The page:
Can Winnipeg afford an adequate level of bus safety?

City struggles to address safety concerns as transit workers demand increased enforcement

  • Despite union calls, a recent city report on a safety strategy for bus drivers provided no recommendations on the possibility of developing a transit police. – JORDAN JANISSE/UNITER ARCHIVES

Unions representing transit workers in Winnipeg are calling for the development of a transit police system, but municipal budget pressures are preventing its development.

Jim Girden, president of Winnipeg’s Amalgamated Transit Union Local 1505, wants a force that has sufficient numbers, power and money to be able to respond to safety concerns on any route at any time of day.

“There needs to be safety for everyone at all times on the bus, it’s not just about the drivers,” he said.

Girden adds that over the last few years, the nature of conflicts on Winnipeg buses has changed.

“We are seeing an upswing of violence not just related to fares,” he said. “Operators are telling me now it seems there are many people just looking for a fight.”

On Oct. 2, city administration presented a safety strategy for bus operators to council’s public work’s committee.

The report detailed efforts on technological modifications to buses, including cameras, fare counters and safety shields.

However, the report provided no recommendations on the possibility of developing a transit police, nor did the report outline the financial possibility of increasing the number of inspectors or supervisors.

We are seeing an upswing of violence not just related to fares. Operators are telling me now it seems there are many people just looking for a fight.

Jim Girden, president, Amalgamated Transit Union Local 1505

Committee member and Fort Rouge Coun. Jenny Gerbasis said the city has begun adding more transit inspectors to the system to try to address these issues while the long term strategy is developed.

“The problem is new inspectors cost us $400,000 to $500,000,” Gerbasi said.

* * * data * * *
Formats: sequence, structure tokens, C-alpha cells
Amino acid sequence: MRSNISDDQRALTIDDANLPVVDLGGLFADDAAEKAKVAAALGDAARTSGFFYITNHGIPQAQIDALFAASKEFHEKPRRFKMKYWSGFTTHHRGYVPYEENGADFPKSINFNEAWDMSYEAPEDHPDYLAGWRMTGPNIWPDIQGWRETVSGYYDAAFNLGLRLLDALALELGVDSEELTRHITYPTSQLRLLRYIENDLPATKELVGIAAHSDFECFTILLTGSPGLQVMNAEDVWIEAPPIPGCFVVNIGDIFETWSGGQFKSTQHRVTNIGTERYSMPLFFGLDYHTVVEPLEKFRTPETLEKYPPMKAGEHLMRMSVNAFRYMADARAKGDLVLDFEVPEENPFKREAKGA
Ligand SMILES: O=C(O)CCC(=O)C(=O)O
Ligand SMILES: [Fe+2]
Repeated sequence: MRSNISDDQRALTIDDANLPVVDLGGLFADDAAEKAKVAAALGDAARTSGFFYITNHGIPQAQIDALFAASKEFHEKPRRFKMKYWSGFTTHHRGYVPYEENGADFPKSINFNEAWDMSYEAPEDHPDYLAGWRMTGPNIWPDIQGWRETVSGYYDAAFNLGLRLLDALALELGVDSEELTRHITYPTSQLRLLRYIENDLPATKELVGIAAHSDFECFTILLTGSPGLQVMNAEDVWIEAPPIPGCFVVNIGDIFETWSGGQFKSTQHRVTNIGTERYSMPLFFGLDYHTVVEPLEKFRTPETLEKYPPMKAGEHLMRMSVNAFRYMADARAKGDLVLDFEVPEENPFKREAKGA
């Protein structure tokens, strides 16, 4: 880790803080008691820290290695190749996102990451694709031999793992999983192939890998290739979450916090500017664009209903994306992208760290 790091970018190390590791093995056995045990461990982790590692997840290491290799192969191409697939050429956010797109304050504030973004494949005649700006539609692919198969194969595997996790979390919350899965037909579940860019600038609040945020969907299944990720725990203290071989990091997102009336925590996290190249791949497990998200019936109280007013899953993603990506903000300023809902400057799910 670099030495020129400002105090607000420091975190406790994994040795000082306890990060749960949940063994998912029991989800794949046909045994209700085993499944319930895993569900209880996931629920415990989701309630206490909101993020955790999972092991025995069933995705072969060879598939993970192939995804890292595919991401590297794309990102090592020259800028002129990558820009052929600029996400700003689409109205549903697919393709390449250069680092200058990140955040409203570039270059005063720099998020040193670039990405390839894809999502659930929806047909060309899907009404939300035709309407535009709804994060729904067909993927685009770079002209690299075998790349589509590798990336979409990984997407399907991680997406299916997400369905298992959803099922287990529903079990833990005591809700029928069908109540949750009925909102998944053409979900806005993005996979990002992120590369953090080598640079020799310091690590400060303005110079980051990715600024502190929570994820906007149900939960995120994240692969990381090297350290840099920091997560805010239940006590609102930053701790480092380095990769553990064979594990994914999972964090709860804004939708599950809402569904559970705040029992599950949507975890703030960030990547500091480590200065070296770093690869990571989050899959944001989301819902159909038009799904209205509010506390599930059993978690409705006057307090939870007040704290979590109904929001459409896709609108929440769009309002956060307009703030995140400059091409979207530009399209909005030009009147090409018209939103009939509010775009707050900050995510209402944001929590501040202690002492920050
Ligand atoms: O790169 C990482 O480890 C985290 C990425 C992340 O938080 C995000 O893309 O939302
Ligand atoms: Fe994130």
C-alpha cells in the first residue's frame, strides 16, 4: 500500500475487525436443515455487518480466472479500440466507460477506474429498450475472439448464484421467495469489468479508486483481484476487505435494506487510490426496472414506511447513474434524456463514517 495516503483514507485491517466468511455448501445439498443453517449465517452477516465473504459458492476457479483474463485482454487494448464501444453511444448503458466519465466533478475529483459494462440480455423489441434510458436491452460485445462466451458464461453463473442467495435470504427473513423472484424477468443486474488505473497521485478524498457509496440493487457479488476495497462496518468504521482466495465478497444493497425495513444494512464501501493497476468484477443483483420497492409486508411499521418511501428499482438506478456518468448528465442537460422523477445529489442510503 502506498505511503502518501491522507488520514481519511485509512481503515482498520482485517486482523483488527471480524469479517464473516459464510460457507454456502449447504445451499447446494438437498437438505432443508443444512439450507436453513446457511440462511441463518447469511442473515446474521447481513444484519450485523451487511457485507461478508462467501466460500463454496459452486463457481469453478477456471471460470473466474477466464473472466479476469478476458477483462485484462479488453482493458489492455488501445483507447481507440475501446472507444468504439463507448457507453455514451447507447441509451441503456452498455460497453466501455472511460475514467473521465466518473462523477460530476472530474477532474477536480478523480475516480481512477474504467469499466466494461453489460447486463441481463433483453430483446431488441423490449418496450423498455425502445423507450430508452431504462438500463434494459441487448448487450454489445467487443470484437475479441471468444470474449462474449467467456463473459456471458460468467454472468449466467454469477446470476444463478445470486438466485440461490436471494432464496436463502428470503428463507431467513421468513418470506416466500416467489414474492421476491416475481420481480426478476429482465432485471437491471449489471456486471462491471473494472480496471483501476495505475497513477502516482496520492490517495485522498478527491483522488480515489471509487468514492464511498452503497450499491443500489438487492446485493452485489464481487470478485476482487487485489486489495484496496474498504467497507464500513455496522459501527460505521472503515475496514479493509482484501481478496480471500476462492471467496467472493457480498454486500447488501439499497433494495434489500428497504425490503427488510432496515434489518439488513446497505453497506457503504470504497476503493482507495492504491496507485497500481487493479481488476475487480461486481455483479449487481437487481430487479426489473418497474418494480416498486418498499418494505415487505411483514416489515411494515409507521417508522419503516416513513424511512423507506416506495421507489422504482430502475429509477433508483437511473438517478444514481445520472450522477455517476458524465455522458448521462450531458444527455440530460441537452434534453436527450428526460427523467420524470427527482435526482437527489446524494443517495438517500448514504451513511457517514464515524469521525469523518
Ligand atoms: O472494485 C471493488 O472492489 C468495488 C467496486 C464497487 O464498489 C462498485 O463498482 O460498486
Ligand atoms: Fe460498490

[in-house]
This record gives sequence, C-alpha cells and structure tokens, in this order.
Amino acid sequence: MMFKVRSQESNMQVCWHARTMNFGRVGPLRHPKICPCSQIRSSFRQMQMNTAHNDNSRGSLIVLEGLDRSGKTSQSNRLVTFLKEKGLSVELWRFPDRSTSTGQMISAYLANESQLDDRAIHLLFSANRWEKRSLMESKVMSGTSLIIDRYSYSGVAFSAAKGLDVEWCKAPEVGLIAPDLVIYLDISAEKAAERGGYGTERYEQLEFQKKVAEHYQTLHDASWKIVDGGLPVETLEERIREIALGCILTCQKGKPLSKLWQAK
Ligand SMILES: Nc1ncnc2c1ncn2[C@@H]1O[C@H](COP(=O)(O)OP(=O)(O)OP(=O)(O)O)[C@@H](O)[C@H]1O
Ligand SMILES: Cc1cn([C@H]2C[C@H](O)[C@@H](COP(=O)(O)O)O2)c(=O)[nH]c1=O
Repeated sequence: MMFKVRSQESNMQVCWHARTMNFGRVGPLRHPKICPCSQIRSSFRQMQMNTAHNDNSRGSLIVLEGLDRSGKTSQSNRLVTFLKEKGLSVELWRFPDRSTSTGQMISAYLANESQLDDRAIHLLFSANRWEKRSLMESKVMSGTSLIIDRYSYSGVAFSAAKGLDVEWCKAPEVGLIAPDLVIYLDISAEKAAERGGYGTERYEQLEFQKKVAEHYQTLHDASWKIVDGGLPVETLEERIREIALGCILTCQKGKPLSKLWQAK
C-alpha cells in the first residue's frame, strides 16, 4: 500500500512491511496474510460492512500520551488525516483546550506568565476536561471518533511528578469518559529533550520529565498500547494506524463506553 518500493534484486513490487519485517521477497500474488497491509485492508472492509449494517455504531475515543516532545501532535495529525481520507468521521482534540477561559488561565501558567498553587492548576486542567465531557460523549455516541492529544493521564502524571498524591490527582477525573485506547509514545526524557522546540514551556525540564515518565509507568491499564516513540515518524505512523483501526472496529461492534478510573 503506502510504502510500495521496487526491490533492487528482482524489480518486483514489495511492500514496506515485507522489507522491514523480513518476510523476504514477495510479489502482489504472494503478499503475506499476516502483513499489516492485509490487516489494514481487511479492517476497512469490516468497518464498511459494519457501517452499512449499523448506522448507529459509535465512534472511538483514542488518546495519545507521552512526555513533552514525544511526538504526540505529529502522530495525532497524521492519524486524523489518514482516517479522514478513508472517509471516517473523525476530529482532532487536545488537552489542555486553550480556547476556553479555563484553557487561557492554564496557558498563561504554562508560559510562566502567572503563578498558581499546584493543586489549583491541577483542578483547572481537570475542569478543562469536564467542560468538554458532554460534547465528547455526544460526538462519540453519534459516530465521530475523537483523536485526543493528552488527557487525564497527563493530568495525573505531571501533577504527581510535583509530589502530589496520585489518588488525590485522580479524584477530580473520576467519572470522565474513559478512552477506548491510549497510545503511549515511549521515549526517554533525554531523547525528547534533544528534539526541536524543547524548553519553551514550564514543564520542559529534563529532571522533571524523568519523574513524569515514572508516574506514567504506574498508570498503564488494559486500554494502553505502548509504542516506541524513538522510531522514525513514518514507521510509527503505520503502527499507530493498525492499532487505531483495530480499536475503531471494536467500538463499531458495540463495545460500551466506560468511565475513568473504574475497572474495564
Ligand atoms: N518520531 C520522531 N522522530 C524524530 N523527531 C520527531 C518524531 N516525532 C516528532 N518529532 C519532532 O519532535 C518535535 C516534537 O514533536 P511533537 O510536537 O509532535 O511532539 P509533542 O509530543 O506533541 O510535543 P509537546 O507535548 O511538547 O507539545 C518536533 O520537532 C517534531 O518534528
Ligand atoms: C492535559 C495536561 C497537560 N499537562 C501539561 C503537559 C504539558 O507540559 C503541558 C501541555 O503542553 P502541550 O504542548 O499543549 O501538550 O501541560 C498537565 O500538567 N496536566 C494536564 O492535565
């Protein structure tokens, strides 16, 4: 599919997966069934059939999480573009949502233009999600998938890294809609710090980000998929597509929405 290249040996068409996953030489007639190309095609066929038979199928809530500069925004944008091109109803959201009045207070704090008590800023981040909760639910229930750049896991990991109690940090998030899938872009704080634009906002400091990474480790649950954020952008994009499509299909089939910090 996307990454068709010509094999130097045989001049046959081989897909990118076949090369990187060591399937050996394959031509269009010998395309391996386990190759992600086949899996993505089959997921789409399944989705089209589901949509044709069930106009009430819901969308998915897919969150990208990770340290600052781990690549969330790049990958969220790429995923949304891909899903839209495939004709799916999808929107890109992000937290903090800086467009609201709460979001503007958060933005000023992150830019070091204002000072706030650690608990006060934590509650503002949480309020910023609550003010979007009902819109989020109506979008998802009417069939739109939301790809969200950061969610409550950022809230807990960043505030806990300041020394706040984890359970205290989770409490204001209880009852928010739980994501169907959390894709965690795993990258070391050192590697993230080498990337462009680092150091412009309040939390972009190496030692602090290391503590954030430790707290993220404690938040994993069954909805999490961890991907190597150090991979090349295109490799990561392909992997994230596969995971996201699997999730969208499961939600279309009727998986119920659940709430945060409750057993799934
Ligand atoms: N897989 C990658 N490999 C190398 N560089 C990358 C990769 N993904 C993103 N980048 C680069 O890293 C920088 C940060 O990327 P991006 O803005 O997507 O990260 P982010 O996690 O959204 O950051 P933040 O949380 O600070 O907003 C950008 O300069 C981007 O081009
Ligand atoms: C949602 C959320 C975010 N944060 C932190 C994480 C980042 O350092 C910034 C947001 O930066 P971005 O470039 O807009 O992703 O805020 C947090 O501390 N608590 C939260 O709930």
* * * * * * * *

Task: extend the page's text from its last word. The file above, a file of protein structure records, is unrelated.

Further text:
“It takes four people to staff every 24 hours of monitoring. But inspectors are cheaper than police officers are. We’ve considered having police cadets sit on buses. At the same time we need to make sure we are allocating our resources appropriately to all safety concerns in the city.

“It is hard to determine where the most important place for officers and cadets to be is,” she said.

Bill Comstock a representative for Winnipeg Association of Public Service Officers (WAPSO), the union representing the current transit inspectors and managers, was clear his members are not the right group to be dealing with preventing or managing situations of violence.

“WAPSO members were not hired to be a police force,” he said. “Our members come in all shapes, sizes and ages.”

Comstock also wants to see a force tasked with providing transit safety alongside his members.

Experience shows police cannot respond in a timely manner to incidents, he said.

Dave Sauer, president of the Winnipeg Labour Council, provided a submission to the committee criticizing the report.

Unions are in favour of a security force being able to respond to incidents on buses and want to see punitive measures against those that assault operators, Sauer stated.

The city must address the issue swiftly, Gerbasi said, noting she remains open to more collaboration on developing the strategy.

“If we want our transit system to grow and encourage more environmentally friendly transportation we need a transit system people feel safe riding,” she said.

“We need to figure this out.”

Published in Volume 67, Number 6 of The Uniter (October 11, 2012)

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